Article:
Simon & Schuster, 2015 (2015)
Reviewed by Bob Walch
nyone who has attended UC Berkeley is familiar with the large science complex nestled in the hill above the campus behind the football stadium. The Lawrence Radiation Lab, as it is know today, housed a cyclotron (a particle accelerator) that made Nobel Prize winner Ernest Lawrence world famous.
his detailed book charts the career of the scientist who eighty years ago used his invention, the cyclotron, to not only revolutionize nuclear physics but also launch the military-industrial complex that changed many facets of everyday life.
t the time, the work Lawrence and his colleagues focused on was directed towards ending World War II and out of their efforts came innovations such as radar and the atomic bomb.
ince then these efforts, which are often referred to as
, have been utilized in numerous ways from more advanced weapons development to space travel.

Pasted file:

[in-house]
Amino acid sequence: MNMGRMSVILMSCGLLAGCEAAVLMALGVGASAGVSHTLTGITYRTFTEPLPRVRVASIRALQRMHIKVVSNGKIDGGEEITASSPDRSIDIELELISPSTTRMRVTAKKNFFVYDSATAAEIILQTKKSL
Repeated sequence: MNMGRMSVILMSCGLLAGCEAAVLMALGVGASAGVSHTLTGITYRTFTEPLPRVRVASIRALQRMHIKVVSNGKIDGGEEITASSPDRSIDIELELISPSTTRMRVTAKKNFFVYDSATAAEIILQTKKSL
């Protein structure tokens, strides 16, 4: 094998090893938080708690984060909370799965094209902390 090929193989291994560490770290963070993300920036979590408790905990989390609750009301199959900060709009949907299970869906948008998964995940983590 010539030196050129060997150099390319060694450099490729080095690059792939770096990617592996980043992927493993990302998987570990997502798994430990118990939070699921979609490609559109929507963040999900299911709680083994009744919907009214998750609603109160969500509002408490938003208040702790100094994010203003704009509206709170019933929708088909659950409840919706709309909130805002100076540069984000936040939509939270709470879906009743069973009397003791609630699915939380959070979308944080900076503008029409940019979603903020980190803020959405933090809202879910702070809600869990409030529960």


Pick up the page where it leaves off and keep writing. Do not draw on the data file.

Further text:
nyone interested in how all this came about and how Lawrence ushered in this new era will find a wealth of information in this lengthy (over 500 pages) but highly readable volume. Accompanying the text are over twenty pages of black and white photos which help flesh out this fascinating story.
lso, for those who may have attended UC Berkeley and didn't fully realize what was happening '
up on the hill at the rad lab
' and what some of their classmates were engaged in, this book will fill them in and provide the answers to some of their questions.
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